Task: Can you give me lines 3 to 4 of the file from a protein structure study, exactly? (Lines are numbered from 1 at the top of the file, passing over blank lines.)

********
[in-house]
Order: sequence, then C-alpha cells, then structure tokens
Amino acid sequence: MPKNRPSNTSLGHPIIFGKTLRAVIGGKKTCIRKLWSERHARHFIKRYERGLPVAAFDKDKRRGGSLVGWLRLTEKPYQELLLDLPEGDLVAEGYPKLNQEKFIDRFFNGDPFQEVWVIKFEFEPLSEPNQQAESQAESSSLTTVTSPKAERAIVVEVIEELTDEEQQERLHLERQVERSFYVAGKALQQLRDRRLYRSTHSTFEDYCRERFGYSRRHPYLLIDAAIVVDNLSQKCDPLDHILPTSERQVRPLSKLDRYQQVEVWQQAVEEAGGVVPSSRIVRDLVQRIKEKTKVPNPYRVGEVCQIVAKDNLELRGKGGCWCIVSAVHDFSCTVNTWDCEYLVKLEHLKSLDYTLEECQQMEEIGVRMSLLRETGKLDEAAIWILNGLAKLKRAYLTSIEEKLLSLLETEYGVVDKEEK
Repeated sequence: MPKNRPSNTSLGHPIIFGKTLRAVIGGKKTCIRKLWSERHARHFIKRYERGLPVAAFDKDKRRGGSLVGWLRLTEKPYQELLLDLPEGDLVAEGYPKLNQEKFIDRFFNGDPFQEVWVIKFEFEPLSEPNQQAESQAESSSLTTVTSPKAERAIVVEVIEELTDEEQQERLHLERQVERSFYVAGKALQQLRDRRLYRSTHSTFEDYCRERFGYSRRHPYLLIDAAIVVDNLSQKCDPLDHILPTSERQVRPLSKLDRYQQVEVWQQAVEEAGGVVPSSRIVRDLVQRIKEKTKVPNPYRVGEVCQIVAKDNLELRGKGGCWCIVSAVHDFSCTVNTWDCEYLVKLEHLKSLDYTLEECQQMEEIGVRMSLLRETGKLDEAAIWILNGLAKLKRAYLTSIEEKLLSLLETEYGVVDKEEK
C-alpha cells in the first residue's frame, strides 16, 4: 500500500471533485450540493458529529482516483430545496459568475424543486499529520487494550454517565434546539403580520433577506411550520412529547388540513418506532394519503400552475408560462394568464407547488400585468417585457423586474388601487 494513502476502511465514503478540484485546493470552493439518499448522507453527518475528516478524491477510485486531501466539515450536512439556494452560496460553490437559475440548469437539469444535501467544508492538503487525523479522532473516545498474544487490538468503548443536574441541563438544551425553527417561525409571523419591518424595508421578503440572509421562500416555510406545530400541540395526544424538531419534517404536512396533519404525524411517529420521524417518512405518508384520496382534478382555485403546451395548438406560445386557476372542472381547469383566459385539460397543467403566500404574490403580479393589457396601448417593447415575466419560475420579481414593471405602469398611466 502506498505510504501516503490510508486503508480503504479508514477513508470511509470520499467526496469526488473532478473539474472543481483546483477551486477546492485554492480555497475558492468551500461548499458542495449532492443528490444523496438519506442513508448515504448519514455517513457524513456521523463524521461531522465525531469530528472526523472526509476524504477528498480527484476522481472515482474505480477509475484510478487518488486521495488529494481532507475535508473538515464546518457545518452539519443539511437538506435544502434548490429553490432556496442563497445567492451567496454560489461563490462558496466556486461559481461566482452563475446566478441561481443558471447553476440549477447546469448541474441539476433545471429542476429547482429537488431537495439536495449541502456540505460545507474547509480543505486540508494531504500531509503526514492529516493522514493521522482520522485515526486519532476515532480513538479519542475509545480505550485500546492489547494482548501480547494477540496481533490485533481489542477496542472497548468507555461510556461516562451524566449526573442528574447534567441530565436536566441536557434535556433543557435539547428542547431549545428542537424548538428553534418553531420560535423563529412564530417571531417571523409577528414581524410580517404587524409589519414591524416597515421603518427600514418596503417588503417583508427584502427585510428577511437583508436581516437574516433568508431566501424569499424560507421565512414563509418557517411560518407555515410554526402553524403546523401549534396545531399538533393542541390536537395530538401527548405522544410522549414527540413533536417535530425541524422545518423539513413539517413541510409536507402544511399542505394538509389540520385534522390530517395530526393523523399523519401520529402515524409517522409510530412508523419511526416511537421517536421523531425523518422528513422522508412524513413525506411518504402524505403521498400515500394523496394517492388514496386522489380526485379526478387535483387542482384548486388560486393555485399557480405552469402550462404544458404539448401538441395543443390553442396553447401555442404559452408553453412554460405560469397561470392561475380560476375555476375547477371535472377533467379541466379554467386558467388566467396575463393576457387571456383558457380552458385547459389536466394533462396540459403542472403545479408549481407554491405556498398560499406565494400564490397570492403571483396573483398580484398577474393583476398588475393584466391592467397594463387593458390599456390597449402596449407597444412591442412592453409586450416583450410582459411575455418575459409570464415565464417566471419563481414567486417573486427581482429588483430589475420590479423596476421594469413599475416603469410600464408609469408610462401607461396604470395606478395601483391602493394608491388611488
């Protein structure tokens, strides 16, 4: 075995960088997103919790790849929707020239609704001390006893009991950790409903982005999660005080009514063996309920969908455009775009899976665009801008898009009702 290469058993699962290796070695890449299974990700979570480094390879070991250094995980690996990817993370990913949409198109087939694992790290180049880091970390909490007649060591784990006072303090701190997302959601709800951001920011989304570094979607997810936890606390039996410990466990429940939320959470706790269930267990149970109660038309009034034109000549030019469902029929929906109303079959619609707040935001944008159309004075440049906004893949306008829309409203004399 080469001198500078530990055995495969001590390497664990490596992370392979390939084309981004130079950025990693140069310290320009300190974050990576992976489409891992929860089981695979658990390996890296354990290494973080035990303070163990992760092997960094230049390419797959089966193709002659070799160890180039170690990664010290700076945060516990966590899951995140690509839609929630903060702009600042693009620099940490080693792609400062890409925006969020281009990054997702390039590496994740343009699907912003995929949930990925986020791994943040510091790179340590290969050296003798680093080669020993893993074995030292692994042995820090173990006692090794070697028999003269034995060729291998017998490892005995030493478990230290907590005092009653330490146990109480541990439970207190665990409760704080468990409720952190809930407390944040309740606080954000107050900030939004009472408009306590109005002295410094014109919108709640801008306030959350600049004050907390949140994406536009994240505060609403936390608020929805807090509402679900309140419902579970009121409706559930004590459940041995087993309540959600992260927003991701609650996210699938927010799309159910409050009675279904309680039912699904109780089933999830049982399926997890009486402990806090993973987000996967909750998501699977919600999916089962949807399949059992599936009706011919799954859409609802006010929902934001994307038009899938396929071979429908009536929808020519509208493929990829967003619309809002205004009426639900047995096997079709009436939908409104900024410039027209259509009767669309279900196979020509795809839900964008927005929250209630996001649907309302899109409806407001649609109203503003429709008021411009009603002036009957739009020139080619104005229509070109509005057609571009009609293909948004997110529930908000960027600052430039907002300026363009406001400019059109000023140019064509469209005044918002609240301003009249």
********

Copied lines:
Amino acid sequence: MPKNRPSNTSLGHPIIFGKTLRAVIGGKKTCIRKLWSERHARHFIKRYERGLPVAAFDKDKRRGGSLVGWLRLTEKPYQELLLDLPEGDLVAEGYPKLNQEKFIDRFFNGDPFQEVWVIKFEFEPLSEPNQQAESQAESSSLTTVTSPKAERAIVVEVIEELTDEEQQERLHLERQVERSFYVAGKALQQLRDRRLYRSTHSTFEDYCRERFGYSRRHPYLLIDAAIVVDNLSQKCDPLDHILPTSERQVRPLSKLDRYQQVEVWQQAVEEAGGVVPSSRIVRDLVQRIKEKTKVPNPYRVGEVCQIVAKDNLELRGKGGCWCIVSAVHDFSCTVNTWDCEYLVKLEHLKSLDYTLEECQQMEEIGVRMSLLRETGKLDEAAIWILNGLAKLKRAYLTSIEEKLLSLLETEYGVVDKEEK
Repeated sequence: MPKNRPSNTSLGHPIIFGKTLRAVIGGKKTCIRKLWSERHARHFIKRYERGLPVAAFDKDKRRGGSLVGWLRLTEKPYQELLLDLPEGDLVAEGYPKLNQEKFIDRFFNGDPFQEVWVIKFEFEPLSEPNQQAESQAESSSLTTVTSPKAERAIVVEVIEELTDEEQQERLHLERQVERSFYVAGKALQQLRDRRLYRSTHSTFEDYCRERFGYSRRHPYLLIDAAIVVDNLSQKCDPLDHILPTSERQVRPLSKLDRYQQVEVWQQAVEEAGGVVPSSRIVRDLVQRIKEKTKVPNPYRVGEVCQIVAKDNLELRGKGGCWCIVSAVHDFSCTVNTWDCEYLVKLEHLKSLDYTLEECQQMEEIGVRMSLLRETGKLDEAAIWILNGLAKLKRAYLTSIEEKLLSLLETEYGVVDKEEK